Have a great summer all and don't forget to write 'home'


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Old 06-14-2018, 01:18 PM   #16
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Originally Posted by StarvingHyena View Post
Good thread . lots of options and much to think about. To address the access issue with a canopy, I'd like to have a "bed sled" of some fashion. I'm concerned of the additional weight and cost. Thus thinking of building my own .. but then . I'd rather go camping. So many options . so little time.

Have a great summer all and don't forget to write 'home'


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Old 06-14-2018, 02:05 PM   #17
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We went a different direction, which we like. No visual obstructions, everything is hidden under the hard tonneau cover, and it locks up. I've had trucks with toppers before, and ended up with this. We also have a hard mounted secure system in the bed for a Honda generator, and I can run it with the tailgait down, out of the weather.
I can also stand in the bed to utilize the rack, making it much more accessible and easier to use. It's another option you might consider...








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Old 06-14-2018, 03:24 PM   #18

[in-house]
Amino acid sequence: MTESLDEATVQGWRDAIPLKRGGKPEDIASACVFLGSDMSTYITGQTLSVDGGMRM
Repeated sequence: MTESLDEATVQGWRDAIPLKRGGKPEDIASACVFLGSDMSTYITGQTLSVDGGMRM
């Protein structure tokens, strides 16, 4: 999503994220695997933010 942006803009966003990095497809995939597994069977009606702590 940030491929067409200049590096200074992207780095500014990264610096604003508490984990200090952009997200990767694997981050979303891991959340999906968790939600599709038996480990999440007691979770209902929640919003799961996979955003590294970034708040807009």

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We had a fiberglass topper on our truck with opening windows on two sides
It provides safe secure storage You could not give me an SUV
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Old 06-14-2018, 03:54 PM   #19
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We had a fiberglass topper on our truck with opening windows on two sides
It provides safe secure storage You could not give me an SUV
the bottom side windows on my unlifted Ford 4x4 are 4' 9" from the ground, I'm 6' tall and I think I'd have to stand on my toes for that to be below my armpit... the bed is 2' below the window sill, so opening side windows would only be useful if there were storage shelves inside of them.
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Old 06-14-2018, 04:06 PM   #20
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The issue may be if you have something at the front of the bed you have to crawl in to get it. I had always thought a hook of some sort would be worth making, but never did.